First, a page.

Dr. Brad Sutter

December 22, 2006

"Geochemistry and Mineralogy of Atacama Desert Soils: A Possible Mars Soil Analog"


The geochemistry and mineralogy of Atacama Desert soils is being examined in order to understand sulfur and chlorine, and possible carbonate and nitrate, abundance and distributions in Mars soils, and their relation to soil water activity. The soil formation mechanisms operating in the Atacama that have led to the presence of carbonate and the accumulation of nitrate, sulfate, and chloride in the Atacama soils are being determined. Soil sampling sites will be selected in the Atacama Desert from 24 o S to 27 oS along an arid humid gradient corridor. By choosing soils along the arid-humid gradient, changes in soil properties will be examined as a function of climate. Soils toward the south receive ~15 mm y -1 while soils towards the north receive 2 mm decade -1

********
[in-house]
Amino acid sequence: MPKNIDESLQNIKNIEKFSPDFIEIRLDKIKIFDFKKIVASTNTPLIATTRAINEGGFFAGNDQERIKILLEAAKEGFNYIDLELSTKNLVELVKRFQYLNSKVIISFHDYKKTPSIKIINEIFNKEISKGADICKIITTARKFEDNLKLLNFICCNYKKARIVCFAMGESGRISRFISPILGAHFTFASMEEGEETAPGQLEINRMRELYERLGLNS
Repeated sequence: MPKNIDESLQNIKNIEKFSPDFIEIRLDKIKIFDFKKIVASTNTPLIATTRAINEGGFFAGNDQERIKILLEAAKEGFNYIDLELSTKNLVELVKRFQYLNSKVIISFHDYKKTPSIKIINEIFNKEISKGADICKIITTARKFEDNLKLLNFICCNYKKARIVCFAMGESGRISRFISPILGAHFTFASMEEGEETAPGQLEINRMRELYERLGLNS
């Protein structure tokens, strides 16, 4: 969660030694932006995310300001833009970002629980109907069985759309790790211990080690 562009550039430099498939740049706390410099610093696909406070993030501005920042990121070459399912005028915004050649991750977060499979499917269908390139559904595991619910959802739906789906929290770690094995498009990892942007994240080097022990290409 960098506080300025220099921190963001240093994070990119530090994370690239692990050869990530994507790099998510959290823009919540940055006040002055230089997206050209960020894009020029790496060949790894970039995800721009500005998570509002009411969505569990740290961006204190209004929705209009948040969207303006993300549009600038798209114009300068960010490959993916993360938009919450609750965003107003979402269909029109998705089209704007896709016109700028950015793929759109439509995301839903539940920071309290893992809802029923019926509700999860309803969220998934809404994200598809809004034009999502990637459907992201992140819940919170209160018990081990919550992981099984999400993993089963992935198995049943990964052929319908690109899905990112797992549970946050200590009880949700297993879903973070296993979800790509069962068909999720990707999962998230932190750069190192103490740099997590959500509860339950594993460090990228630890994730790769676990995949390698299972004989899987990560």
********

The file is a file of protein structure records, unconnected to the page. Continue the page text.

Total chemical analyses of soil and rock at the Atacama soil sites will include Si, Al, Fe, Mn, Ca, Mg, K, Na, Zr, Cl, Ti, C, S, nitrate-N, ammonium-N, and inorganic C (carbonate). Mass-balance determinations of selected elements (e.g., Si, Al, S, and Cl) combined with soil strain analyses will provide further information regarding the extent and nature of geochemical weathering processes and soil volume changes that have occurred with soil development in the Atacama (Brimhall and Dietrich, 1987; Chadwick et al., 1990). The mineralogy of each soil sample along with surface rock material will be analyzed by X-ray diffraction (XRD). Mineralogical analyses will indicate what degrees of aqueous activity the soils have experienced.